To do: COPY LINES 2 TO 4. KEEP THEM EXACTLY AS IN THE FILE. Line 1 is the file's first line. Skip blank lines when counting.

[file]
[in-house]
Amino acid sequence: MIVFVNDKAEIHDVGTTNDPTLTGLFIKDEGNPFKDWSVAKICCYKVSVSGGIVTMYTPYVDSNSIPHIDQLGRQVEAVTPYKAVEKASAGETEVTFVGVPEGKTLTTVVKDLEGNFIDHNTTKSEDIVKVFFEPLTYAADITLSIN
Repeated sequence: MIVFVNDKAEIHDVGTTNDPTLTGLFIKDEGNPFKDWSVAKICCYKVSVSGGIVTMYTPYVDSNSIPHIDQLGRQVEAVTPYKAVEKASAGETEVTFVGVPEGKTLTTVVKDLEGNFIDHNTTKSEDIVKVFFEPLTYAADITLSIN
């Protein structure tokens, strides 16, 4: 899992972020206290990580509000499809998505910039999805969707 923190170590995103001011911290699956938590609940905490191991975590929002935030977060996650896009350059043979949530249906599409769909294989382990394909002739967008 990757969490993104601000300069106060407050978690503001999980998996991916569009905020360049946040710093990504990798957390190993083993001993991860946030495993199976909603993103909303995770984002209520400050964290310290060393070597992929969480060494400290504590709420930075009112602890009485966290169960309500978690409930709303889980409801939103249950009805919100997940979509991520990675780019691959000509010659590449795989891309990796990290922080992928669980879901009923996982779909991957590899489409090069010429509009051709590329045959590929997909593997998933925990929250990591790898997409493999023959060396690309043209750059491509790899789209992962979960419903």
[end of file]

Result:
Amino acid sequence: MIVFVNDKAEIHDVGTTNDPTLTGLFIKDEGNPFKDWSVAKICCYKVSVSGGIVTMYTPYVDSNSIPHIDQLGRQVEAVTPYKAVEKASAGETEVTFVGVPEGKTLTTVVKDLEGNFIDHNTTKSEDIVKVFFEPLTYAADITLSIN
Repeated sequence: MIVFVNDKAEIHDVGTTNDPTLTGLFIKDEGNPFKDWSVAKICCYKVSVSGGIVTMYTPYVDSNSIPHIDQLGRQVEAVTPYKAVEKASAGETEVTFVGVPEGKTLTTVVKDLEGNFIDHNTTKSEDIVKVFFEPLTYAADITLSIN
């Protein structure tokens, strides 16, 4: 899992972020206290990580509000499809998505910039999805969707 923190170590995103001011911290699956938590609940905490191991975590929002935030977060996650896009350059043979949530249906599409769909294989382990394909002739967008 990757969490993104601000300069106060407050978690503001999980998996991916569009905020360049946040710093990504990798957390190993083993001993991860946030495993199976909603993103909303995770984002209520400050964290310290060393070597992929969480060494400290504590709420930075009112602890009485966290169960309500978690409930709303889980409801939103249950009805919100997940979509991520990675780019691959000509010659590449795989891309990796990290922080992928669980879901009923996982779909991957590899489409090069010429509009051709590329045959590929997909593997998933925990929250990591790898997409493999023959060396690309043209750059491509790899789209992962979960419903």